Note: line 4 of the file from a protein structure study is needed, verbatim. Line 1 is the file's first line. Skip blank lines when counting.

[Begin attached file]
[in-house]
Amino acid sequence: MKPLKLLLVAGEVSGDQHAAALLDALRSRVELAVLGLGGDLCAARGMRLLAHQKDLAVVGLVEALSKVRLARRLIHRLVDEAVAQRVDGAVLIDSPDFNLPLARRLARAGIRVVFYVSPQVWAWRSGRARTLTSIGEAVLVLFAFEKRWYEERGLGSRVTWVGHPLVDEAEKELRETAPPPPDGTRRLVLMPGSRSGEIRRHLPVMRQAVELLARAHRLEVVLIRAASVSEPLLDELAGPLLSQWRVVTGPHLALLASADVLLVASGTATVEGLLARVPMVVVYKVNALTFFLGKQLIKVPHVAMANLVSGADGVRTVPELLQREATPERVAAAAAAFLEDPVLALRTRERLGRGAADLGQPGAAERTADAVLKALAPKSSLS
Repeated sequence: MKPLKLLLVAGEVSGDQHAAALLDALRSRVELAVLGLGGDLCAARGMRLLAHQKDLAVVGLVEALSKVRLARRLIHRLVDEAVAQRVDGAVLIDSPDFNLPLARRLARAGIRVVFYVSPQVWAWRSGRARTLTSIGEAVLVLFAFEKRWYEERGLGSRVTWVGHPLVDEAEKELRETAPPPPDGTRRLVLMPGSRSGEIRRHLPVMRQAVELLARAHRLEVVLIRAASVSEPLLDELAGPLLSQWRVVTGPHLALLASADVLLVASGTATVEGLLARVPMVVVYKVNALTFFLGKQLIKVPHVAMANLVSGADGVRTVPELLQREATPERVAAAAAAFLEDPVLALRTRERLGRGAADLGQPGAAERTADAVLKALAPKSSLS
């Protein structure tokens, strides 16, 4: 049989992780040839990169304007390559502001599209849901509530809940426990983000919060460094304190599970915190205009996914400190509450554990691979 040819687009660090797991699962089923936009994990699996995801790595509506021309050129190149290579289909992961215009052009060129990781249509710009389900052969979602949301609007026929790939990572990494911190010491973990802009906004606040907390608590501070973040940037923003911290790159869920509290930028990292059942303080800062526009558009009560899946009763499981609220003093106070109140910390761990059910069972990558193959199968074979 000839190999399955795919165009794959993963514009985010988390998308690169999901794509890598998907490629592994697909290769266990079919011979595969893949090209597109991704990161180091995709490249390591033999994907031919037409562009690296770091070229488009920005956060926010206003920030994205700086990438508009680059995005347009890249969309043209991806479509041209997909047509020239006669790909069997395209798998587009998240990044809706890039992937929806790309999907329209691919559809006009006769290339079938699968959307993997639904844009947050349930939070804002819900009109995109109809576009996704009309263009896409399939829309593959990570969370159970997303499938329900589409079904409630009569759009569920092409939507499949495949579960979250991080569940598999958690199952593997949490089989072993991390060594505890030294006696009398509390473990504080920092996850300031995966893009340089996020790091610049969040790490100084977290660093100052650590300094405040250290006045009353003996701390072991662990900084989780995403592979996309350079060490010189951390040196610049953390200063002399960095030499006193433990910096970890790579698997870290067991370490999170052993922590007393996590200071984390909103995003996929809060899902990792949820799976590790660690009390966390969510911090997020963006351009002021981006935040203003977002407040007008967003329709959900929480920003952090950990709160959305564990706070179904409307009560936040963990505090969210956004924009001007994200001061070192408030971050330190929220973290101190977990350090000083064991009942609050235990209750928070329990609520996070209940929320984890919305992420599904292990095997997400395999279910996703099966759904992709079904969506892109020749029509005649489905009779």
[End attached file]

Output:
């Protein structure tokens, strides 16, 4: 049989992780040839990169304007390559502001599209849901509530809940426990983000919060460094304190599970915190205009996914400190509450554990691979 040819687009660090797991699962089923936009994990699996995801790595509506021309050129190149290579289909992961215009052009060129990781249509710009389900052969979602949301609007026929790939990572990494911190010491973990802009906004606040907390608590501070973040940037923003911290790159869920509290930028990292059942303080800062526009558009009560899946009763499981609220003093106070109140910390761990059910069972990558193959199968074979 000839190999399955795919165009794959993963514009985010988390998308690169999901794509890598998907490629592994697909290769266990079919011979595969893949090209597109991704990161180091995709490249390591033999994907031919037409562009690296770091070229488009920005956060926010206003920030994205700086990438508009680059995005347009890249969309043209991806479509041209997909047509020239006669790909069997395209798998587009998240990044809706890039992937929806790309999907329209691919559809006009006769290339079938699968959307993997639904844009947050349930939070804002819900009109995109109809576009996704009309263009896409399939829309593959990570969370159970997303499938329900589409079904409630009569759009569920092409939507499949495949579960979250991080569940598999958690199952593997949490089989072993991390060594505890030294006696009398509390473990504080920092996850300031995966893009340089996020790091610049969040790490100084977290660093100052650590300094405040250290006045009353003996701390072991662990900084989780995403592979996309350079060490010189951390040196610049953390200063002399960095030499006193433990910096970890790579698997870290067991370490999170052993922590007393996590200071984390909103995003996929809060899902990792949820799976590790660690009390966390969510911090997020963006351009002021981006935040203003977002407040007008967003329709959900929480920003952090950990709160959305564990706070179904409307009560936040963990505090969210956004924009001007994200001061070192408030971050330190929220973290101190977990350090000083064991009942609050235990209750928070329990609520996070209940929320984890919305992420599904292990095997997400395999279910996703099966759904992709079904969506892109020749029509005649489905009779």